Roy Vaughn Senior Vice President & Chief Communications Officer, BlueCross BlueShield of Tennessee chattanooga businessman

Roy Vaughn

Senior Vice President & Chief Communications Officer,
BlueCross BlueShield of Tennessee

I think about it this way: You can’t have a conflict unless you have some common interest. Trying to establish that common interest is a good start. I also recommend never assuming anything about the other party or their motives because assumptions are often wrong. It’s important to work to understand their perspectives by asking good questions and, most important, truly listening to them. When you do, you may discover you’re closer than you think to a resolution. Even if you can’t agree, you may be able to build some respect and trust by taking this active listening approach. At some future point, you may get the opportunity to work together again and, if so, you’ll at least have the makings of a relationship.

 

 

Dan Nausley President, Sandler Training chattanooga businessman

Dan Nausley

President,
Sandler Training

Address quickly! 1) Accept the conversation must happen. 2) Get an idea of the root cause, helping you maintain focus on issues and enter conversations in the right mind frame. Leaders, facilitating conflict conversations takes courage. 3) Write down your feelings; then edit, allowing your thoughts to be expressed in a comprehensive and constructive way. 4) Before gathering the group impacted by conflict, take time to anticipate their questions and identify some meaningful solutions. 5) During conversation, be clear about issues and avoid blame or personal attacks. Set boundaries for a healthy, respectful dialogue allowing individuals to collaboratively solve conflict and agree upon a course of action. Lastly, don’t fear conflict. Handled properly, it’s a gift – an opportunity for professional growth and strengthening team relationships.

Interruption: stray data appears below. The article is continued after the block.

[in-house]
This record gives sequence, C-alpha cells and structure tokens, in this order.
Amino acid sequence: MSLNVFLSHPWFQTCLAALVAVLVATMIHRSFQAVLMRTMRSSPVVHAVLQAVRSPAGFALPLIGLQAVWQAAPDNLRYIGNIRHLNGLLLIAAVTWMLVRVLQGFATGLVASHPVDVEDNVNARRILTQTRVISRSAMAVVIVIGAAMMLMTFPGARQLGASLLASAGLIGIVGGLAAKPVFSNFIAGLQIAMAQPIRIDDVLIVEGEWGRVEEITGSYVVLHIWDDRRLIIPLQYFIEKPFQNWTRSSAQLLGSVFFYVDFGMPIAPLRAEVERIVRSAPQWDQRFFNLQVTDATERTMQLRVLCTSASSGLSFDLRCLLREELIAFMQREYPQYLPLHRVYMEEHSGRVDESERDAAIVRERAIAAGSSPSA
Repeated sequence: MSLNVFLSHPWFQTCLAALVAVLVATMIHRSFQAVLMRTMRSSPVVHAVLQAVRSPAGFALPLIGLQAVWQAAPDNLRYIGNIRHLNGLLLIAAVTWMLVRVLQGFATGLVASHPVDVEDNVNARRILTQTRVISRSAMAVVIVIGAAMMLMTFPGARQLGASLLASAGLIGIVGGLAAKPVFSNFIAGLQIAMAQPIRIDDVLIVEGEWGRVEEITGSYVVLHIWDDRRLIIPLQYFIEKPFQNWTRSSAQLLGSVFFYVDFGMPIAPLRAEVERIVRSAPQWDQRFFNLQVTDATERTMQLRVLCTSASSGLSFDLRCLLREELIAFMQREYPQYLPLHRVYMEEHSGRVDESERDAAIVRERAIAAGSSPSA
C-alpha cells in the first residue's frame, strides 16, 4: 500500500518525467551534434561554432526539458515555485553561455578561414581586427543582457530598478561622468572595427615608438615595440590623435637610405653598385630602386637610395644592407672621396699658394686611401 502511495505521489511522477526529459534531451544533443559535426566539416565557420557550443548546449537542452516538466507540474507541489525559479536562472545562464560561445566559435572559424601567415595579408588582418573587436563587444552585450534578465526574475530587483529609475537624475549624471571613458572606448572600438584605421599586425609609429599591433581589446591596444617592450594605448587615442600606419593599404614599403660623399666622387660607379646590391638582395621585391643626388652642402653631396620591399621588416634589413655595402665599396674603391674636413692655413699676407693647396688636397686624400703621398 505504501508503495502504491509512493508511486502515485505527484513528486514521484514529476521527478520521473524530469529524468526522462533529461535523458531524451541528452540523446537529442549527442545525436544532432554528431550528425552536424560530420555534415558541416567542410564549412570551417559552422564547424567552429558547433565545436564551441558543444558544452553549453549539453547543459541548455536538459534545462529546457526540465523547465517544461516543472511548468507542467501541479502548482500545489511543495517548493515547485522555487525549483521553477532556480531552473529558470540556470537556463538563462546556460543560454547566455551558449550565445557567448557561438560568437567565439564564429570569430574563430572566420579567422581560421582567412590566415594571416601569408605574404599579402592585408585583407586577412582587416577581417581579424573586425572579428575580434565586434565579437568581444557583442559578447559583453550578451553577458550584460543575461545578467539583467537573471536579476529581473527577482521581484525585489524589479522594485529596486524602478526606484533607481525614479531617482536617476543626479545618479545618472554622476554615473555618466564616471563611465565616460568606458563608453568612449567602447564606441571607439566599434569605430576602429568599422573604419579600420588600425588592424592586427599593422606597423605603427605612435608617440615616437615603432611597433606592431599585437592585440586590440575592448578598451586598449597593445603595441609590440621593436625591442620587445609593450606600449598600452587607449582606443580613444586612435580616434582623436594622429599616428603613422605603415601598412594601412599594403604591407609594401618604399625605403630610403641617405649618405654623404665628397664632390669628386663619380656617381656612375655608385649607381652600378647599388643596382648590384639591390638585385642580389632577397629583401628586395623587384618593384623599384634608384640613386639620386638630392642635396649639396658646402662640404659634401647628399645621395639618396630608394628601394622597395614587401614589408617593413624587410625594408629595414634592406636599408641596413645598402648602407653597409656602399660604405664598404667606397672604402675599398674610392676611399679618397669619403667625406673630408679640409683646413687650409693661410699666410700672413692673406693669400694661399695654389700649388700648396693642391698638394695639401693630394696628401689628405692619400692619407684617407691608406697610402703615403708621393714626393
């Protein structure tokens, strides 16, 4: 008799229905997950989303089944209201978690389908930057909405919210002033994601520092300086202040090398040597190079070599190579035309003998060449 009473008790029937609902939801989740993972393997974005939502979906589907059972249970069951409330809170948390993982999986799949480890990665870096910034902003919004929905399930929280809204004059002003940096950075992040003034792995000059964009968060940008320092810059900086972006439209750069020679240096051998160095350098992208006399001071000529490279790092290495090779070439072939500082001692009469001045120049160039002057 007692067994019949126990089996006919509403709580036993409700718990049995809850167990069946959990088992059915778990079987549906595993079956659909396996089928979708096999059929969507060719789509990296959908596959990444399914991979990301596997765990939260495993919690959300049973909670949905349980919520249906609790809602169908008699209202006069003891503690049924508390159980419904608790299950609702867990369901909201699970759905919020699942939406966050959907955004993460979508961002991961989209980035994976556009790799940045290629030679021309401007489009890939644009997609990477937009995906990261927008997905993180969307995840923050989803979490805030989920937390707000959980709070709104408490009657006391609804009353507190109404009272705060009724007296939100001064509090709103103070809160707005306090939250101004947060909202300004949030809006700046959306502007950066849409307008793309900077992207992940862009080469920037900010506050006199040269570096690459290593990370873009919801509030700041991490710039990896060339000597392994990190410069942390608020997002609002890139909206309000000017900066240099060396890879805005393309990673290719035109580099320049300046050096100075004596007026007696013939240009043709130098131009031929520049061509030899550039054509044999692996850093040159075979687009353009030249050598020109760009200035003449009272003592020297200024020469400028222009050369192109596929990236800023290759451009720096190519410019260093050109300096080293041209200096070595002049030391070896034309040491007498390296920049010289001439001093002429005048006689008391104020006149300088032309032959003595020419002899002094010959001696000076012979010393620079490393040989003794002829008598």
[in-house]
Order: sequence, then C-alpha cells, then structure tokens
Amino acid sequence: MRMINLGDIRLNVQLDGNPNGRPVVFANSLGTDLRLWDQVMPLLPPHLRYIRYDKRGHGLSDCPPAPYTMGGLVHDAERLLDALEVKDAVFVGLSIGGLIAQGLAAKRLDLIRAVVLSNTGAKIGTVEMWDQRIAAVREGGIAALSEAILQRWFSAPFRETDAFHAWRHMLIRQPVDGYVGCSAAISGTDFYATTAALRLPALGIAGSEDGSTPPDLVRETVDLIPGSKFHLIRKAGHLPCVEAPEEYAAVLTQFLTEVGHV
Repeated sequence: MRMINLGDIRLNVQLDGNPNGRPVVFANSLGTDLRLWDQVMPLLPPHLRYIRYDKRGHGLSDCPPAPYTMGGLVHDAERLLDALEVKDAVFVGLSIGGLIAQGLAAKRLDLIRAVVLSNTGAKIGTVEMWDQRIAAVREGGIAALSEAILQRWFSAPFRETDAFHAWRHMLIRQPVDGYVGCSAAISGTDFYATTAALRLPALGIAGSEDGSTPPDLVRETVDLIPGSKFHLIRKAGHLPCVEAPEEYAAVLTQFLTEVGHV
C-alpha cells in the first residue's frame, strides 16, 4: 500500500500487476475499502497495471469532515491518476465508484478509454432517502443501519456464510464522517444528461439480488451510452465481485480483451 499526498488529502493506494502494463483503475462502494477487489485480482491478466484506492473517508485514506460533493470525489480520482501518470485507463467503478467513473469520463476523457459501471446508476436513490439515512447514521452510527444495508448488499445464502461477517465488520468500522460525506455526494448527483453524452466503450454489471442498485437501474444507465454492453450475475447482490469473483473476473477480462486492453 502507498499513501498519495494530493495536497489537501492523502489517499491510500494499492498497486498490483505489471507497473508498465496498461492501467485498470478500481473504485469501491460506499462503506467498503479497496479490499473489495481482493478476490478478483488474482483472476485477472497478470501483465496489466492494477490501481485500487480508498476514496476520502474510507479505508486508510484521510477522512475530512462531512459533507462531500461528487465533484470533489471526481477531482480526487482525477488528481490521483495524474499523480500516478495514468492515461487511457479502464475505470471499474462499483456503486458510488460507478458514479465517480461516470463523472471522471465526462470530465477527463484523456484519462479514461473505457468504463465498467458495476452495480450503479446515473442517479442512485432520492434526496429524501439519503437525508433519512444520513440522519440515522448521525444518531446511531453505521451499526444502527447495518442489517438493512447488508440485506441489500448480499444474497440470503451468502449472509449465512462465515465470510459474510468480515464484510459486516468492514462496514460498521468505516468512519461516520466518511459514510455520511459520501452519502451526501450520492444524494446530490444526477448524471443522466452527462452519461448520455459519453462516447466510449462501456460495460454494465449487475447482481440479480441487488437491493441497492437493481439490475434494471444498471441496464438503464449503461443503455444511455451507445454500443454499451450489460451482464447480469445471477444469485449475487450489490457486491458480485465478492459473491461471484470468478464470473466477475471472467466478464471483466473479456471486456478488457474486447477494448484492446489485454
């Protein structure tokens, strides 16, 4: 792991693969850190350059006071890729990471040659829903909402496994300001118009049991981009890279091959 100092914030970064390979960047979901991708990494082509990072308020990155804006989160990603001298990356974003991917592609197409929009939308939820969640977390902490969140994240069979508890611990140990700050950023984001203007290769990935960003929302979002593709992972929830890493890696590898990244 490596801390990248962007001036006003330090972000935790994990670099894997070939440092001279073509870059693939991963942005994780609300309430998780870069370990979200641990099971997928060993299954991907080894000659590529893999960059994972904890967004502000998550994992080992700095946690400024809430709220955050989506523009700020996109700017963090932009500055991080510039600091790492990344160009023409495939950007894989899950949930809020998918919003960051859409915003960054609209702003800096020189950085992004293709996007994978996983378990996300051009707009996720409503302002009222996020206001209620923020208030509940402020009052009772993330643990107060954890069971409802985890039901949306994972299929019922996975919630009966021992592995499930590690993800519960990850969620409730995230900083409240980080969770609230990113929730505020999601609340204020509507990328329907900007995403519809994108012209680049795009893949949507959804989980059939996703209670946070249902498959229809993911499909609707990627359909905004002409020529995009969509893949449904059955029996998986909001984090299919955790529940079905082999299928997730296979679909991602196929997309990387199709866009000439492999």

Candy Johnson Senior Advisor to Mayor Berke chattanooga business woman

Candy Johnson

Senior Advisor to Mayor Berke

Conflict amongst groups is inevitable, and leaders must understand that the new shift and greater focus today on building more inclusive environments will bring even more conflict. This should not be viewed as a negative, but rather an opportunity to improve quality outcomes and innovation within organizations. Five strategies that have been helpful to me in managing conflict include: 1) Set the standard that conflict is okay and address it head on. Everyone’s voice is critical. 2) Learn to predict potential conflicts and be open about it on the front end. Challenge others to ask thought-provoking questions when necessary. 3) Practice emotional intelligence: Seek to understand other stakeholder experiences first before attempting to solve problems or developing strategies from only your perspective. 4) Mine for conflict within a team setting or meetings if there isn’t any – if everyone is in agreement without differences exposed, maybe others don’t feel as comfortable being open about opinions, which in turn can stifle creativity and potential impact. 5) Practice the 3 Cs: Communicate, Collaborate, and Cultivate.